Four Poems by Matt Howard

Wasp Nest in a Bowler Hat

Domine Dirige Nos


My Queen, Governors and fellow drones,

on this most arid of mornings

our new city hums in hexagonal cells. This very day,

the manufacture of paper increases exponentially.

Our vaults, and each of us, are filled with common purpose.

All futures are of course larval and we know 

incidence of sting can go up or down,

yet we still promise always to pay the bearer in full.


Let this be the year of wasps, high summer

sustainable with the endless ooze of sugars;

the entitlement of wasps. Buzz with risk.


Go now, take your commission: al fresco breakfasts

of pastries and jam, then golden picnic afternoons.

Levy ice cream from the lip of every man, woman and child.



The Treason of Images  


Looking up from a book of bucolics

whilst sipping my smooth-blend coffee

(two sugars, sprinkles and frothed whole milk),

I saw this pigeon break cover from a tree.


You could see it happening: the Columbidae

reared higher, then dropped its payload of shit

on some middle-manager, Mr Urbanity

himself in his tailored, pin-striped suit


who just happened to be passing below.

I laughed. He didn’t. Avoiding his glare I glanced

back to the pigeon, tried to follow 

its flight. But by some strange circumstance


when that bird disappeared behind a building 

what flew from the other side, further out,

was like thought flown to clairvoyance; engineering

harnessed into dove-grey of an RAF jet.


Look, I know this sounds like pure contrivance

but it’s true. Shit really is so simple. 

And it’s no matter if you look at me askance:

any grievance is your own quibble.


Anyway, after that I closed my book.

Nature writing’s everywhere, like crap.





Just as a tick can’t be coaxed 

back from a bite, out from under

the skin, where its burrowed head

is so compelled and drawn to taste,


I won’t deny that when you look at me,

face to face, there’s still that little stick

and twitch, that tell-tale nervousness

about your lower left eyelid.



Concerning the Motion of the Heart and Blood in Living Creatures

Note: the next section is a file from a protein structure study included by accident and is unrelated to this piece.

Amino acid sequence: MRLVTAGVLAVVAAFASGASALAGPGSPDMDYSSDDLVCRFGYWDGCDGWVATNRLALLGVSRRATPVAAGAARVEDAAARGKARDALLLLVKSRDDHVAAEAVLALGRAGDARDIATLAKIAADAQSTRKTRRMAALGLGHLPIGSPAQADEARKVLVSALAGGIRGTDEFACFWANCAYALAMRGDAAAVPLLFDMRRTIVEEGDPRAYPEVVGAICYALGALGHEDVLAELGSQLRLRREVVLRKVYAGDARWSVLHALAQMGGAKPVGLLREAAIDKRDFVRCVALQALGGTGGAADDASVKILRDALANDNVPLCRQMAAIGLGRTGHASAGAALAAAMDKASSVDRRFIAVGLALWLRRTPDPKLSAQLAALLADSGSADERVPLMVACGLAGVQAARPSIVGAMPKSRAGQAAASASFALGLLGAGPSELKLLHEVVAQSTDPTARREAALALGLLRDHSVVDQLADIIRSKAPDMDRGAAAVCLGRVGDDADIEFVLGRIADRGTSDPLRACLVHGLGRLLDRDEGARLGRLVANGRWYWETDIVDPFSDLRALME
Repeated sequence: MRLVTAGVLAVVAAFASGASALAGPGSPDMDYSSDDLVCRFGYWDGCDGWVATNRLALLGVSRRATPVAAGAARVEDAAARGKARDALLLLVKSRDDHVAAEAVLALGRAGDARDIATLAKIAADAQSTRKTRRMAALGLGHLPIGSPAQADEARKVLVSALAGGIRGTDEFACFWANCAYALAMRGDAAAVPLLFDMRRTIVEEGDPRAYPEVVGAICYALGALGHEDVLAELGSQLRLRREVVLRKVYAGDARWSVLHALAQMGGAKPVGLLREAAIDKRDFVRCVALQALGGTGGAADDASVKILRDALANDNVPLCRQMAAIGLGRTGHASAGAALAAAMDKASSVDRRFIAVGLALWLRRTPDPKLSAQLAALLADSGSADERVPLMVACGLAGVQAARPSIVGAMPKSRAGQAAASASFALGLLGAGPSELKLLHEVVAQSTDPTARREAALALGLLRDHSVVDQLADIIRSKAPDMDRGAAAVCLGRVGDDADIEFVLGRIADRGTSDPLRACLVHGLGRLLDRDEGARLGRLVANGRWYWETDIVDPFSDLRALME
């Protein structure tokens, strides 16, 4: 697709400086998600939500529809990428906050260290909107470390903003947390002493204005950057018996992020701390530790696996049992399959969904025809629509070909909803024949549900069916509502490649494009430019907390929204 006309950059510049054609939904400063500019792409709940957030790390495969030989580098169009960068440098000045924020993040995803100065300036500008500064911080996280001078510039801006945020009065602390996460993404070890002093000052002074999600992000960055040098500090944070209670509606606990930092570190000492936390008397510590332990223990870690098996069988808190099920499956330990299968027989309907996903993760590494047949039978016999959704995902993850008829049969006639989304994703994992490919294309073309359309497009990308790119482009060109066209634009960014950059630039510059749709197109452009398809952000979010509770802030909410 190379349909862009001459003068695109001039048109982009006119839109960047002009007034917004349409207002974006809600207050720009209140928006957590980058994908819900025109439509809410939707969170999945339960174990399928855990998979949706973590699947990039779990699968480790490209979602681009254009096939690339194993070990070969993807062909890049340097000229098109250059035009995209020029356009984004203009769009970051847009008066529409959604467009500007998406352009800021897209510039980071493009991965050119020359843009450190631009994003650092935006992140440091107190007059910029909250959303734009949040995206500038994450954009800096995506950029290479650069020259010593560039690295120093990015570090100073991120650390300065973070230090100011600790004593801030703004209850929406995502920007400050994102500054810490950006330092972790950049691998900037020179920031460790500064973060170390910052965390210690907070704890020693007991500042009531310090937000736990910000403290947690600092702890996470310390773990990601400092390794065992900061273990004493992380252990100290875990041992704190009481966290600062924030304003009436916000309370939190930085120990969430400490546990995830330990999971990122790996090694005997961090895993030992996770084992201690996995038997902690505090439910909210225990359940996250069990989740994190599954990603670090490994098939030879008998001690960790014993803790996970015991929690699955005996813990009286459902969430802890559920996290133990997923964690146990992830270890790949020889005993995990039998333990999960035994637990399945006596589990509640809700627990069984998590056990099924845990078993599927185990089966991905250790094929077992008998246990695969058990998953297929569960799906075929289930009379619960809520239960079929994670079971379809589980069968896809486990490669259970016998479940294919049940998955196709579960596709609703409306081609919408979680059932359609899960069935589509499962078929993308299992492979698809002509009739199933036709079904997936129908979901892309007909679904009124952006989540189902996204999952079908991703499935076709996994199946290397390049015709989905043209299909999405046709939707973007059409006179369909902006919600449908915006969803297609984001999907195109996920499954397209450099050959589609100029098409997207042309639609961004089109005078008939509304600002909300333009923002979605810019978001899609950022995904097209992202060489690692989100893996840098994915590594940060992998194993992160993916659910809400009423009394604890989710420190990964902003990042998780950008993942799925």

Whilst accepting the findings of vivisection,

all the openings of dogs, eels, toads and ravens,

mysteries of the heart and blood of man remained.


Now hastened to Court was a young noble who had fallen,

fracturing ribs on the left side of his breast;

Providence brought abscess, putrefaction left such a void 


that before them was the living heart,

its ventricles in pulsation

only part eclipsed in the zodiac of a chest.


Via simple observance, the beating seat of a soul,

all feeling of a loyal subject in microcosm,

and the full heat from this little sun sworn to the King’s.


His Majesty’s Inspector of Anatomy,

master of the dark side of the healer’s art,

directed the King’s own hand into the wound.


Three fingers and the Royal right thumb then divined,

found only muscle, working, devoid of all sense or deference;

the noble remained unmoved as if untouched.


Whilst physicians rhapsodised at this organ,

its clear function, active only when expelling blood,

the King retired to his private chamber,


proclaimed some malady from the waxing moon,

chilled as if a run of elvers were slithering to his nape

and the head pounding with a sudden baying of hounds.



Matt Howard lives in Norwich, where he works for the RSPB. Matt is also a steering group member of New Networks for Nature, an eco-organisation that asserts the central importance of landscape and nature in our cultural life. His debut pamphlet, The Organ Box, was published by Eyewear.



Image credit: Peri Apex

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